The Pennsylvania Superior Court has upheld the warrantless search of a cellphone belonging to a man who left it to surreptitiously record people in a dormitory bathroom at Villanova University.
A three-judge panel consisting of Judges Alice Dubow, Paula Francisco Ott and Correale Stevens affirmed a Delaware County judge’s denial of defendant Vincent Kane’s motion to suppress evidence derived from the warrantless search of his abandoned cellphone and the search of the external hard drive of his computer pursuant to a search warrant.
Kane was sentenced to 20-to-60 months’ incarceration for invasion of privacy, possession of child pornography, and criminal use of communication facilities.
According to Dubow’s opinion, Kane hid the phone in a “wet floor” sign in a Villanova University dorm bathroom to record men and women in the toilet area. A female student discovered the phone and turned it over to police.
A forensic investigator consulted with the Delaware County District Attorney’s Office about obtaining a warrant, but ultimately declined because prosecutors considered the phone abandoned.
The investigator “recovered videos of Villanova students in the bathroom, ‘upskirt’ videos taken at a CVS store where appellant worked, and videos of students secretly recorded at Cardinal O’Hara School, where appellant had attended high school the year before,” Dubow said.
Police later obtained a search warrant for Kane’s computer and external hard drive where they found child pornography, according to Dubow. Kane was subsequently charged with 25 counts of invasion of privacy, 20 counts of possession of child pornography, and four counts of criminal use of a communication facility.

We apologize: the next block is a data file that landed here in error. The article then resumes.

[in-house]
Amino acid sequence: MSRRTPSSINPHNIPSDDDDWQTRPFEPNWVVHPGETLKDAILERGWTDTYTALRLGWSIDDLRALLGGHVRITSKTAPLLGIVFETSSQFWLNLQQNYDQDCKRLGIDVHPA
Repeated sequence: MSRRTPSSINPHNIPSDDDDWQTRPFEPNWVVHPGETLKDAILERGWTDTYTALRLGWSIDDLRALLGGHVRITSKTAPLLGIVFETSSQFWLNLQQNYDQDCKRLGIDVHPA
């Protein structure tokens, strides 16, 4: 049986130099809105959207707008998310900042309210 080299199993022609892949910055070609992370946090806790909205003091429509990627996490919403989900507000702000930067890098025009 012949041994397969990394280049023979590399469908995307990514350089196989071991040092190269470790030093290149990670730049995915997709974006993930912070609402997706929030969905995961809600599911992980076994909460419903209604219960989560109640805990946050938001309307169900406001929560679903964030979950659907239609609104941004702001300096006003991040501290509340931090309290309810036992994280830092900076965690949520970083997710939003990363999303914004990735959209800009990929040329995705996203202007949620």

Kane moved to suppress the cellphone evidence, alleging illegal search and seizure. He also sought to suppress the hard drive evidence, claiming the search warrant was flawed. The trial judge disagreed, finding that Kane abandoned his phone, and the Superior Court upheld that finding.
“In light of the trial court’s findings of fact, which the record supports, we discern no error of law in the trial court’s conclusion that when appellant intentionally and voluntarily left his cellphone in a public bathroom he did not have a reasonable expectation of privacy in his cellphone,” Dubow said. “Once appellant voluntarily abandoned his cellphone in a public bathroom, he abandoned any legitimate expectation of privacy in its contents. Likewise, he abandoned standing to complain of a search or seizure of that cellphone.”
The Delaware County District Attorney’s Office did not return a call seeking comment.
Kane is represented by Cheryl Sturm of Chadds Ford, who did not return a call seeking comment.
(Copies of the 14-page opinion in Commonwealth v. Kane, PICS No. 19-0594, are available at http://at.law.com/PICS.)